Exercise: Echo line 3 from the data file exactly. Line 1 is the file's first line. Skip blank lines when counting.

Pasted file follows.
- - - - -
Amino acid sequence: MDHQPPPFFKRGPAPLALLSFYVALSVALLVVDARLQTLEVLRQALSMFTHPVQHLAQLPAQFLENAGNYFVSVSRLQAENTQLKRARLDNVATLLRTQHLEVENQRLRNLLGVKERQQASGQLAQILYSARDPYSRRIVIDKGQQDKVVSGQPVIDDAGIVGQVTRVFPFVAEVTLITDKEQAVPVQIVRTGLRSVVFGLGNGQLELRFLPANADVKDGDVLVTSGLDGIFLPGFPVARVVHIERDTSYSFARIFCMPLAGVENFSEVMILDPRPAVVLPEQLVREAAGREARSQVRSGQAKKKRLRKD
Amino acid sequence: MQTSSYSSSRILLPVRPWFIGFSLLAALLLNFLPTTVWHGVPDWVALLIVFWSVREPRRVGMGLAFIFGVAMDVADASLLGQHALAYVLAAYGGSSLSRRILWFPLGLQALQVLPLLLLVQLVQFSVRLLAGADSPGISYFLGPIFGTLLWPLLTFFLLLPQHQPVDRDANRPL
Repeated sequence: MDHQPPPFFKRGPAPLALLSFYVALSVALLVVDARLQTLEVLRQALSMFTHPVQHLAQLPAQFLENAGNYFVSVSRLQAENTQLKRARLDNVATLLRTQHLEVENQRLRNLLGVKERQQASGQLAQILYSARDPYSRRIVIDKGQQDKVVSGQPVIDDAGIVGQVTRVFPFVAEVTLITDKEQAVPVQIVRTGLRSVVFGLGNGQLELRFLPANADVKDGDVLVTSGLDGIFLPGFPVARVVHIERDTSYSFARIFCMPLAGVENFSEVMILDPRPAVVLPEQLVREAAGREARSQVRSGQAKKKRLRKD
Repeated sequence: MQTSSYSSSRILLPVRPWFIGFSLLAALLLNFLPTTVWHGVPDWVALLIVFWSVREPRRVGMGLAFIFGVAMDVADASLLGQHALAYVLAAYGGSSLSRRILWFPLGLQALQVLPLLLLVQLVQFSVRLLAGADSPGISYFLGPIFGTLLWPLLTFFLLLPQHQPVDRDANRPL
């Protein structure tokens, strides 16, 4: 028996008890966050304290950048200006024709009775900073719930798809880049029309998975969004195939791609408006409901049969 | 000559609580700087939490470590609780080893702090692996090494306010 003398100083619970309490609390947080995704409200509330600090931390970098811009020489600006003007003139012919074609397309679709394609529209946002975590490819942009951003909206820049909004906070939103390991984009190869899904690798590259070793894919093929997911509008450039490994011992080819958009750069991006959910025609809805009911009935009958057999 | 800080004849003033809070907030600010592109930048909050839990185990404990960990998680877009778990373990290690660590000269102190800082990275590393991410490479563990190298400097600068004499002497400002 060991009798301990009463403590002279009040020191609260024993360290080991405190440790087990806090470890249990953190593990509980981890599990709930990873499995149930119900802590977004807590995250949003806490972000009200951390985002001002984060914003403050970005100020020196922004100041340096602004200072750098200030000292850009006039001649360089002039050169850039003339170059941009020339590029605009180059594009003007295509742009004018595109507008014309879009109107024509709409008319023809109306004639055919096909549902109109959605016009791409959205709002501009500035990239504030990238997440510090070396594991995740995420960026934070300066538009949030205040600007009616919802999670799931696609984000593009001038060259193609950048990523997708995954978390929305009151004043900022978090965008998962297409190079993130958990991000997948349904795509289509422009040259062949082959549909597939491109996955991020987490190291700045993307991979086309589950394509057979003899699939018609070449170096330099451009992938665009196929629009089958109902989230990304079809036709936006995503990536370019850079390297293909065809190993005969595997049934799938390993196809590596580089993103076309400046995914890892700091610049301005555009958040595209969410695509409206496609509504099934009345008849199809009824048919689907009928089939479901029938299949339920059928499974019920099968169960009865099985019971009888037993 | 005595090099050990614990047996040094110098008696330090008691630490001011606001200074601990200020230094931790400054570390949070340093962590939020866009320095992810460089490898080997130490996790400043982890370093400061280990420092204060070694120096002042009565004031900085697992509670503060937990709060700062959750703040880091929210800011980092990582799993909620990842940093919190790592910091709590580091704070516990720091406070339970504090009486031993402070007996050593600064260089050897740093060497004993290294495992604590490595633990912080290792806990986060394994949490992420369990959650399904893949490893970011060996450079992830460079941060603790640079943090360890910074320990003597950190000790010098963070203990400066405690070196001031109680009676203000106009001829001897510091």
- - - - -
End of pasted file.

Repeated sequence: MDHQPPPFFKRGPAPLALLSFYVALSVALLVVDARLQTLEVLRQALSMFTHPVQHLAQLPAQFLENAGNYFVSVSRLQAENTQLKRARLDNVATLLRTQHLEVENQRLRNLLGVKERQQASGQLAQILYSARDPYSRRIVIDKGQQDKVVSGQPVIDDAGIVGQVTRVFPFVAEVTLITDKEQAVPVQIVRTGLRSVVFGLGNGQLELRFLPANADVKDGDVLVTSGLDGIFLPGFPVARVVHIERDTSYSFARIFCMPLAGVENFSEVMILDPRPAVVLPEQLVREAAGREARSQVRSGQAKKKRLRKD